Before you prepare each meal, make sure your pots, knives, and spatulas are clean. When washing dishes, keep at least 200 feet away from the lake or river so you don’t impact the natural environment.

How to Camp Safely in Bear Country

Keeping food away from bears and acting calmly in an encounter with one are important strategies for staying safe while camping.

Here are five tips for camping safely in bear country:
  1. When you’re not eating, keep food safely stored in bear-resistant containers. This will prevent the smell from attracting animals. You should also pack containers to store your leftovers and garbage.
  2. Never bring food inside your tent. If you can, set up your tent about 100 yards from where you store and prepare food.
  3. Before sleeping, change your clothes to get rid any food odors.
  4. If you come across a bear while hiking, do not run away. Instead, distinguish yourself as human by putting your arms out and slowly moving them up and down while speaking in a calm voice. Slowly back away, but make sure you’re facing the bear.
  5. If the bear attacks you, lie face down and play dead, protecting your head and neck with your hands. You can also use bear spray, but be sure to read the directions before camping.

Visit the Grizzly and Wolf Discovery Center to learn more ways you can reduce the risk of a bear attack and keep out of harm’s way on your trip.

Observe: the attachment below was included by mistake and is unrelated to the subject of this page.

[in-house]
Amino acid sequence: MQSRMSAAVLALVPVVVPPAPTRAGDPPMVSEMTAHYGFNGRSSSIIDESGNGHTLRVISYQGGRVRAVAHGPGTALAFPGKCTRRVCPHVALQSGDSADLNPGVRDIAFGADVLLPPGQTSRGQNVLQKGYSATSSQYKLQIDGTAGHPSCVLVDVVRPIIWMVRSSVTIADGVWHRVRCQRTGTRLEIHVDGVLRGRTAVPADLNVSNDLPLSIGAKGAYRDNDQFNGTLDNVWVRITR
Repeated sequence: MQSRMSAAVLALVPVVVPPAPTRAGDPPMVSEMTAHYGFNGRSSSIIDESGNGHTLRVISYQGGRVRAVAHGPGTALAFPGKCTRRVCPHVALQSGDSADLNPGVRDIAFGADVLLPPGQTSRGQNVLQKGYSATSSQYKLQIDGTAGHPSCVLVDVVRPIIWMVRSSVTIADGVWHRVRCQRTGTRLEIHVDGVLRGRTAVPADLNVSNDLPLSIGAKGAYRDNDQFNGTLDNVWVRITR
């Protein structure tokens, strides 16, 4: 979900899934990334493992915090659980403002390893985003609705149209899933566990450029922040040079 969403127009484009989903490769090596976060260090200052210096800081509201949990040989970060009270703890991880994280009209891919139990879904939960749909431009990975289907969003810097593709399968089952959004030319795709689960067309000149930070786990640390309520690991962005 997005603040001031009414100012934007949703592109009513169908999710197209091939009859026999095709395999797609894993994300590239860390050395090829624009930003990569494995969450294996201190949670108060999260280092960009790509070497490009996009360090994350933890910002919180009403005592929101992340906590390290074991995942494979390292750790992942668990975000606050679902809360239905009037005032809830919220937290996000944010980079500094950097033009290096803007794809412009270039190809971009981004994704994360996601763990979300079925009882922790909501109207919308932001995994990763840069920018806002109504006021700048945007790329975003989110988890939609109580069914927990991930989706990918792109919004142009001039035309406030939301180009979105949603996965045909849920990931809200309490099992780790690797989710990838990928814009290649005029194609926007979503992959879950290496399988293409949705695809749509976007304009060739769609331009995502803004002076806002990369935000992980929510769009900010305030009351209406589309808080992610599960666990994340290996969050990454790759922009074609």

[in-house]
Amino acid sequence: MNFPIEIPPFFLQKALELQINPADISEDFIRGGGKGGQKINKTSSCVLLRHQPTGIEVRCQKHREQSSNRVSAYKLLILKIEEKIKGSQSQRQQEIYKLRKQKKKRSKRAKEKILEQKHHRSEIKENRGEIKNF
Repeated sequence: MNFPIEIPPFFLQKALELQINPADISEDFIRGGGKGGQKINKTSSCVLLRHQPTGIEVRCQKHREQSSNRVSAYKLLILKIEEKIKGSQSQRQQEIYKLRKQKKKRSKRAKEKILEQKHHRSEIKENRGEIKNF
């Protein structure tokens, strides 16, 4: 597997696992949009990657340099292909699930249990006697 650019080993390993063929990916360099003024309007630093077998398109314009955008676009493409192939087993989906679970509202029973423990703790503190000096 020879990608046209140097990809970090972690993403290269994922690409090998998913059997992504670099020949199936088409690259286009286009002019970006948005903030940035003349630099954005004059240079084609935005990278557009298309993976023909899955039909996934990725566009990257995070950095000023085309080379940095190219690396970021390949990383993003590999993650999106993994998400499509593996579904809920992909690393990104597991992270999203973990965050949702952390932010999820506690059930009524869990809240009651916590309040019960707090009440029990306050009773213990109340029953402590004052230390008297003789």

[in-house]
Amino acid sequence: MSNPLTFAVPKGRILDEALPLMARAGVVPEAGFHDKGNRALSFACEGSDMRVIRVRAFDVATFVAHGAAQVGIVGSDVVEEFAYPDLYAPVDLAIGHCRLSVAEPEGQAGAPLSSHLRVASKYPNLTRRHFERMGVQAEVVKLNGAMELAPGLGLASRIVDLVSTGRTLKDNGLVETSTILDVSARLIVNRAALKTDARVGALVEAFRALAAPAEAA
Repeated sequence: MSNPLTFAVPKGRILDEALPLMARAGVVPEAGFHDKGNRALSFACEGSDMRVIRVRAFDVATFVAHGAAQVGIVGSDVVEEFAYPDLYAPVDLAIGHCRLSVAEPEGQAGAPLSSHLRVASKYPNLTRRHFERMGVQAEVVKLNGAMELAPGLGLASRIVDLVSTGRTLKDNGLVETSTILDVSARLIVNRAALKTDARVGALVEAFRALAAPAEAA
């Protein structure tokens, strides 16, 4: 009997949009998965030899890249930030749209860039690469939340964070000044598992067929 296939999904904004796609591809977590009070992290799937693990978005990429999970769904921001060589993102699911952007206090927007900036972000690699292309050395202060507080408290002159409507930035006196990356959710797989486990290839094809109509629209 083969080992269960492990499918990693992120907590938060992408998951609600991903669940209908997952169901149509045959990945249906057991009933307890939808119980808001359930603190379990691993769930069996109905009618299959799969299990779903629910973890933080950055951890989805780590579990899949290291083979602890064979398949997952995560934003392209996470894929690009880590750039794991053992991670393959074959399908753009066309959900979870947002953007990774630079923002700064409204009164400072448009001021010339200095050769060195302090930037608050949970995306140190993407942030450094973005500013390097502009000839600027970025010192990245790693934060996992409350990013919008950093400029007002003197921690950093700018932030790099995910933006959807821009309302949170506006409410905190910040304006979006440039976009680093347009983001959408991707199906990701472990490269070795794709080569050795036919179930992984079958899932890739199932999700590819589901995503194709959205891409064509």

How to Choose the Best Tent to Buy This Season

The right tent can enhance your camping experience and make it more enjoyable for all. Before you make a decision, consider how you will be using your tent and what you want your shelter to provide. These four considerations will help you narrow down your option so you can make a practical decision.

1. Seasonal use

Do you only camp in the summer, or are you a four-season camper? If summer is your preferred season, you can select a tent designed to protect you from rain, heat, and insects. On the other hand, four-season tents are available if you like to camp throughout the entire year. These will offer additional protection against the cold and snow when needed.

2. Size

Consider the average number of people occupying the tent on each trip. If you mostly go on family camping trips, select a tent big enough for everyone to sleep comfortably in. Remember to account for any gear you may want to store in the tent.

3. Weight

If you load your vehicle with camping gear and drive to the campsite, weight isn’t much of an issue. If you’re a backpacking camper and take your gear with you, opt for a lightweight option that will be easy to carry.

4. Special features

There are a variety of special features some tents offer that you may wish to consider. For example, some tents have reflective strips for better visibility at night. Others have fabric zippers to prevent noise when it’s windy. Consider the various features available and decide what’s most convenient for you.

Buying a tent can be a big investment, so make sure your decision best reflects your needs. With the right tent, you can feel more comfortable on your trip and enjoy the experience more fully.

Practice These Low-Impact Camping Tips on Your Next Trip

Camping is a time to experience and enjoy the wonderful beauty of nature. It’s hard to appreciate its wonder, however, when human activity has altered an environment’s natural state. Do your part to protect the natural environment you camp in by following these low-impact camping tips.